Sex offender released, now in Oregon
Tuesday, April 12, 2011
SALT LAKE CITY (AP) — A convicted sex offender released from Utah custody last week after being deemed incompetent to stand trial has moved to Oregon.
Utah Department of Corrections records posted online show Lonnie Hyrum Johnson with a Hillsboro, Ore., address. A Multnomah County sheriff’s spokeswoman in Oregon said Utah authorities had given notice that Johnson was moving to the area and that he would be moving to a sister’s home.
“Our folks were notified earlier today that he would be moving here,” Lt. Mary Lindstrand told The Associated Press. “We don’t know when he’ll be here.“
Johnson has 10 days to register as a sex offender with the state of Oregon upon arriving, Lindstrand said.
Johnson is required to register as a sex offender because he pleaded guilty to the rape of a 16-year-old girl in Washington state in 2006.
Last week, 4th District Judge James R. Taylor ordered the 38-year-old released from the Utah State Hospital — despite pending criminal sexual assault charges — after doctors said they couldn’t restore his competency. Johnson had been at the hospital for more than two years.
In Utah, Johnson faces nearly two dozen counts of rape, sodomy and aggravated sexual assault for alleged inappropriate contacts with his stepdaughter and her cousin over five years beginning in 2001. Both alleged victims are now adults.
Christy Danner, the mother of one of the alleged victims, said she expected Johnson would leave Utah because he has relatives in both Oregon and Washington.
“We are afraid that he’s going to have access to other girls and before he gets back her in six months, this could happen again,” Danner told The Associated Press on Monday. “And what if he doesn’t come back? Granted they can put out a warrant for him, but the thought of more victims is scaring us.”
Taylor has ordered Johnson meet with new psychiatric evaluators in October and set a Nov. 17 date for a competency review.
Utah court records show Johnson has a cognitive disorder. Prosecutors charged him in 2007 and a judge deemed him incompetent for trial the next year and ordered him confined at the state hospital.
Two weeks ago, when it appeared Johnson’s criminal case might stall out over the competency issue, prosecutors petitioned for a civil commitment. A judge in that proceeding, however, said Johnson didn’t meet the legal criteria.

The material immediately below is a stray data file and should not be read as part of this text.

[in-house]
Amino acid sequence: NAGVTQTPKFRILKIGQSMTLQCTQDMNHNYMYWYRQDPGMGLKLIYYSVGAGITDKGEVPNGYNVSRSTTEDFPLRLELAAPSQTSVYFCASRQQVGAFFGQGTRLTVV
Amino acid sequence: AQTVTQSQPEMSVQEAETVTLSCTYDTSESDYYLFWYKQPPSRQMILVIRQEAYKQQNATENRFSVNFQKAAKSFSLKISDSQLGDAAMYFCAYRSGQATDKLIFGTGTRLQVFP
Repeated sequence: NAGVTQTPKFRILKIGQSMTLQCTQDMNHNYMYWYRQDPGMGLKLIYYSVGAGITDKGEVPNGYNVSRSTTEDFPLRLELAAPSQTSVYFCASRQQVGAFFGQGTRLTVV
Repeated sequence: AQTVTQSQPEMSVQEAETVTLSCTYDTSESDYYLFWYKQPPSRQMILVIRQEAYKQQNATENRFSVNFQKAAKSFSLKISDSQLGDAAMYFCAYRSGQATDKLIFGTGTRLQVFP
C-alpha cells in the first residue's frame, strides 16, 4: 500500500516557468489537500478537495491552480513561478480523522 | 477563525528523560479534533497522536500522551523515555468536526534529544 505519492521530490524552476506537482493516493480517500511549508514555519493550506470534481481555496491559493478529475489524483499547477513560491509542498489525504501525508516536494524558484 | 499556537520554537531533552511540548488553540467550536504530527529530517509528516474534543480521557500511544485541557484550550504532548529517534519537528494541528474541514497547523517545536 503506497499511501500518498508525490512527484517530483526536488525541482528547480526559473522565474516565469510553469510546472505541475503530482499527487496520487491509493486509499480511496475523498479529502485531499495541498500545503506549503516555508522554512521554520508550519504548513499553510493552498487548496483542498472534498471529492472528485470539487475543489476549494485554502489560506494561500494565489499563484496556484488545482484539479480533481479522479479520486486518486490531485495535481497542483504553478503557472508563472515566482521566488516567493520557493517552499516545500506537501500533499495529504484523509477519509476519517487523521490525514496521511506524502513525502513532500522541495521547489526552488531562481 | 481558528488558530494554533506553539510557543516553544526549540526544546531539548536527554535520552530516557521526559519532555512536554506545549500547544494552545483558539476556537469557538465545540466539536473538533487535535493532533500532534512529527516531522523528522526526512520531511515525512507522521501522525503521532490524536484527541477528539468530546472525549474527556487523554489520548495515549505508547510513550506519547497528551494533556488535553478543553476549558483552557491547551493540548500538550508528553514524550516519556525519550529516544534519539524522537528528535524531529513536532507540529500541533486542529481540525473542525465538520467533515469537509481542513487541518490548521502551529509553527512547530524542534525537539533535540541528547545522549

Under Utah law, a defendant is incompetent for trial if he suffers from mental illness, cannot understand the charges against him or is unable to participate in his own defense. For a civil commitment, a doctor must find that a person’s mental illness makes him a danger to himself or others.
It’s not clear when Johnson was actually released from the state hospital and privacy laws prevent officials there from commenting.
An email message seeking comment from Johnson’s sister, Cindy Lorenz, who also lives in Oregon, was not immediately returned Thursday.
Lorenz has said the Utah allegations against her brother are false and stem from a bitter divorce battle between Johnson and his wife. She has also told the AP that she believes her brother’s civil and medical privacy rights have been violated during the case.
Deputy Utah County District Attorney Craig Johnson declined to comment about the case or Johnson’s relocation on Monday. Johnson has spoken out about the need to alter Utah law to address the legal loophole between a defendant’s competency for trial and the standards for civil commitment.
Danner said since last week’s hearing, she’s been contacted by the father of Elizabeth Smart, who waited more than seven years to see the man who kidnapped and raped her in 2002 prosecuted for the crime.
Brian David Mitchell was twice deemed incompetent for trial in state court and the case stalled over a similar treatment impasse. Mitchell was deemed competent, however, in the federal court system and convicted last year. He faces a life sentence in federal prison when he appears before a judge in May.
“Ed Smart has contacted us and he’s very interested in trying to get involved. He says it might have gone this way for Elizabeth’s capturer,” Danner said. “He’s very interested in trying to get some legislation passed. I’m happy about that.”
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